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This article was published on March 24, 2017

Post Intelligence uses AI to help you suck less at Twitter

Post Intelligence uses AI to help you suck less at Twitter
Bryan Clark
Story by

Bryan Clark

Former Managing Editor, TNW

Bryan is a freelance journalist. Bryan is a freelance journalist.

Twitter is a mixed bag. It’s the service I love to hate, but find indispensable in my day-to-day dealings. It’s a cesspool of abuse, and a beacon of light. But of all the things Twitter is, easy isn’t one of them.

If you’re like me, you can quickly fire off 100 tweets one day, and then abandon the platform entirely in the days to follow. There’s no rhyme or reason to my Twitter usage, and strategy definitely isn’t the term I’d use to describe it.

Bindu Reddy, the founder of Post Intelligence, assures me she can help with that. Post Intelligence uses AI wizardry to surface relevant content from other users — both users you follow, and those you don’t. Once you find something you like, you can snag the link, the image, or both and tweet it — or retweet it. Both options also allow for easily scheduling based on the times the AI — called Pi — thinks are likely to hit the bulk of your audience and offer the most interaction.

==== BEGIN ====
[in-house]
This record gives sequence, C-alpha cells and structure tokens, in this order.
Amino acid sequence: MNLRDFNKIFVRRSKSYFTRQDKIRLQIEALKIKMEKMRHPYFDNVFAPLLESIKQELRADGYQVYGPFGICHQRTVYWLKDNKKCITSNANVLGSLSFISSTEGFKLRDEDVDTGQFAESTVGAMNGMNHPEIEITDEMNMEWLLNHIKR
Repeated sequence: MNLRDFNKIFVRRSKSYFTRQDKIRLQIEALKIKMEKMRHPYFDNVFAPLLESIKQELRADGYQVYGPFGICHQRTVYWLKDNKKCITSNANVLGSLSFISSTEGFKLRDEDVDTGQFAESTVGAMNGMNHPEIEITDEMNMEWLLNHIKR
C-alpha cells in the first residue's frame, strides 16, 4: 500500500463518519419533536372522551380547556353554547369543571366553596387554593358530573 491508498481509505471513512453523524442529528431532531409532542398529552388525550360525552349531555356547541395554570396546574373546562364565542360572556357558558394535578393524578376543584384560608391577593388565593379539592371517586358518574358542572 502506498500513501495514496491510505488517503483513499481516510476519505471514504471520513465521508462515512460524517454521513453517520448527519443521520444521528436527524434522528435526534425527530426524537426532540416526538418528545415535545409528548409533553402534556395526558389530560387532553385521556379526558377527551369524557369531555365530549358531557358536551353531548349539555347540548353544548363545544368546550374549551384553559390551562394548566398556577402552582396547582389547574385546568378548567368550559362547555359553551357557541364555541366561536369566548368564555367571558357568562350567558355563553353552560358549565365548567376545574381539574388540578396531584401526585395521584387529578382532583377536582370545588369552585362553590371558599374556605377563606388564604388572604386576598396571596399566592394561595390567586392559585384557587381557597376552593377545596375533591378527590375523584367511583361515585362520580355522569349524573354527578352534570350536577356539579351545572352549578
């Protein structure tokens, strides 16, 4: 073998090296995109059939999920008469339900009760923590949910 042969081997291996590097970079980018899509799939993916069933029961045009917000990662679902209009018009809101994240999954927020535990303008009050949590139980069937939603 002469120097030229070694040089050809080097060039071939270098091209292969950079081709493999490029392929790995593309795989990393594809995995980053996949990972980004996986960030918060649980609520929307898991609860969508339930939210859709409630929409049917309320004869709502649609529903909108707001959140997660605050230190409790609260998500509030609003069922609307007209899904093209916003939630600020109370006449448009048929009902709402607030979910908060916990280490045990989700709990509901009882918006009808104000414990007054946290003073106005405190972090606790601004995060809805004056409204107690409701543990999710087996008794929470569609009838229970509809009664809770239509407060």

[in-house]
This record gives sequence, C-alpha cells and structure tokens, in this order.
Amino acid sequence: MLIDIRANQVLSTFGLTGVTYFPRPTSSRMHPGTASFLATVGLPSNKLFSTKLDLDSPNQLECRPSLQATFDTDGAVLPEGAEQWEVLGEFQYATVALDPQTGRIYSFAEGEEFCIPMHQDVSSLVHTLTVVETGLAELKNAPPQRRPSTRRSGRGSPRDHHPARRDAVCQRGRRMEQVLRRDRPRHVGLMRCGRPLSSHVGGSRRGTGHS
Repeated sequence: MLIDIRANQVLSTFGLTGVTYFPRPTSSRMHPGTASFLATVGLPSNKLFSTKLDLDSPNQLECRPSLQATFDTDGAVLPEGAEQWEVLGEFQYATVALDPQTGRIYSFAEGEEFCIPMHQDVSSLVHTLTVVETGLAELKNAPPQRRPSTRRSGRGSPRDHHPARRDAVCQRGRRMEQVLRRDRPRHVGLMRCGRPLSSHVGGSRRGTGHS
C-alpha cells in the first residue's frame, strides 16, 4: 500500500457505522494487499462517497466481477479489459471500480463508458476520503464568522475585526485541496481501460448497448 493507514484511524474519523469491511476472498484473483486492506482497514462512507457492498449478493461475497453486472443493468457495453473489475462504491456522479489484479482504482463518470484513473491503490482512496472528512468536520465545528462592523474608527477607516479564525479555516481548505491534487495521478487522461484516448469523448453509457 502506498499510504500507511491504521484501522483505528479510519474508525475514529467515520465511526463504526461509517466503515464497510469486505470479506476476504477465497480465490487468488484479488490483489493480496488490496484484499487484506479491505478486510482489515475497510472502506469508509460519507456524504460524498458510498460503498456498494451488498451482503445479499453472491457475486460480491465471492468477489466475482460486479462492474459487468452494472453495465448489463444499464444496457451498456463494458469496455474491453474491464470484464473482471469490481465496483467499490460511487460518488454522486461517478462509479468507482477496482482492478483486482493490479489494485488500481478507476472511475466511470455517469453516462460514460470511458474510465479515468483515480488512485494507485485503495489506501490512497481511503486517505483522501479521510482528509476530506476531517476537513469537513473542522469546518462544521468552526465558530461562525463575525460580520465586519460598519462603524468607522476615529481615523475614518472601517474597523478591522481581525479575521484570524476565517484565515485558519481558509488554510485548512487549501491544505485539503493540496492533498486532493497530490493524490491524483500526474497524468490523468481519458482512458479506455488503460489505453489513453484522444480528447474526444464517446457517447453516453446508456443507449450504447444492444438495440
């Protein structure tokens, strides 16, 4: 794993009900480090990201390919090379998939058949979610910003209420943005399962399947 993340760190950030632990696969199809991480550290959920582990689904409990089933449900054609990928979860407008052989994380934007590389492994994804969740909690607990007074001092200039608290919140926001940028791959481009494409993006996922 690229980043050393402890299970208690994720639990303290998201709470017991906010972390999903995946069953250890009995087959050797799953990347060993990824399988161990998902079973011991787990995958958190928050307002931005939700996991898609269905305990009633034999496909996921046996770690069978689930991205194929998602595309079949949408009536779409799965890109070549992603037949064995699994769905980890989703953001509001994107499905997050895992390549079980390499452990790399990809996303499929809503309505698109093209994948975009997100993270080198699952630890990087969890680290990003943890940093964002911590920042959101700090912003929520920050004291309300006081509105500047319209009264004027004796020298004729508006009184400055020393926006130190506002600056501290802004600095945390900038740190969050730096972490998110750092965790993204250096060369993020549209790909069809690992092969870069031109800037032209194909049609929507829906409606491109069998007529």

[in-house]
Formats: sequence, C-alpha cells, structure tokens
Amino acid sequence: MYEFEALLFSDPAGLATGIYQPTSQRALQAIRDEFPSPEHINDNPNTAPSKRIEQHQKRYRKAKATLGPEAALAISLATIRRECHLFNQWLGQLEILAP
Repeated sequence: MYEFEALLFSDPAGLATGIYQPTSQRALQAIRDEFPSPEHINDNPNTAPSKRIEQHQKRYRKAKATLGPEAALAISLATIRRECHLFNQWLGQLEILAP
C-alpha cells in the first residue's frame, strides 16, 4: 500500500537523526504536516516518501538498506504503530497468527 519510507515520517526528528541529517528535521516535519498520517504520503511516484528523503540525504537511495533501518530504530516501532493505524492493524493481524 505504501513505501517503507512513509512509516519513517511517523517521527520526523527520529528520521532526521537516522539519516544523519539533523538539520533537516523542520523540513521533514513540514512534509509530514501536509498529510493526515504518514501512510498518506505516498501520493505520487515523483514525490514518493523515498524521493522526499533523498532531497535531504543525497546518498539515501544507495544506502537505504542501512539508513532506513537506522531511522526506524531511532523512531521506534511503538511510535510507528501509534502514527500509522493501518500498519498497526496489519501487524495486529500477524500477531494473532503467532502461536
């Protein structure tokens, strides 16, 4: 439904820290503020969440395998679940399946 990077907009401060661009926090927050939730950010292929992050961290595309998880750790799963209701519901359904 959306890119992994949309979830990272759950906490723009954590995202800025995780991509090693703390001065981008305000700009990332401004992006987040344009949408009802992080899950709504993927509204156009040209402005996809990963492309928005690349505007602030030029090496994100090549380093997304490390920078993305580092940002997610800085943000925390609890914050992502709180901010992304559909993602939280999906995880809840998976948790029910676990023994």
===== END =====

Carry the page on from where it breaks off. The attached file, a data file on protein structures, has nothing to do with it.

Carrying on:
The AI is smart, and completely customized to your Twitter usage. These aren’t generic suggestions from a list of tags, but a true-to-life representation of your Twitter habits. My top suggestions, currently, are about Donald Trump and robots, which anyone following me would probably tell you is right up my alley.

Aside from suggestions, Post Intelligence has a few other tricks up its sleeve. A sidebar on the right shows an ever-updating list of topics most likely to increase engagement, and each post has a prediction score which attempts to algorithmically preview how content fares with your audience.

And for influencers, there’s even a way to monetize your tweets through sponsored content. Clicking the sponsored tab brings up the option to tweet any one of several tweets from publishers willing to pay you to do so. And surprisingly, they’re not-at-all spammy. Most of these are things I’d likely post on my own.

It’s not perfect. I’ve run into a handful of bugs, but this is to be expected from anything still adoring the beloved beta tag. It is, however, perfectly usable and something I think could turn out to be a really great tool for people like me: the people that always have something to say, just not on Twitter.

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